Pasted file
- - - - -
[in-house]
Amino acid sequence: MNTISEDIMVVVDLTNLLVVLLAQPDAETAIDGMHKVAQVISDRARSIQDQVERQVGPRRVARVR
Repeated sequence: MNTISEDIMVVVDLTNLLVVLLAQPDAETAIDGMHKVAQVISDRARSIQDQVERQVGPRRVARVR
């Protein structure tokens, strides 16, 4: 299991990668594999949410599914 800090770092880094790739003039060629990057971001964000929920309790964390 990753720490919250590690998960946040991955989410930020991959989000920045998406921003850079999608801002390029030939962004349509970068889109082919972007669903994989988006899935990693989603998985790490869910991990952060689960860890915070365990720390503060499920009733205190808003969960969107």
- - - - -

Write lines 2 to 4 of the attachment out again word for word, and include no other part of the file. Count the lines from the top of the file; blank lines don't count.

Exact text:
Amino acid sequence: MNTISEDIMVVVDLTNLLVVLLAQPDAETAIDGMHKVAQVISDRARSIQDQVERQVGPRRVARVR
Repeated sequence: MNTISEDIMVVVDLTNLLVVLLAQPDAETAIDGMHKVAQVISDRARSIQDQVERQVGPRRVARVR
């Protein structure tokens, strides 16, 4: 299991990668594999949410599914 800090770092880094790739003039060629990057971001964000929920309790964390 990753720490919250590690998960946040991955989410930020991959989000920045998406921003850079999608801002390029030939962004349509970068889109082919972007669903994989988006899935990693989603998985790490869910991990952060689960860890915070365990720390503060499920009733205190808003969960969107």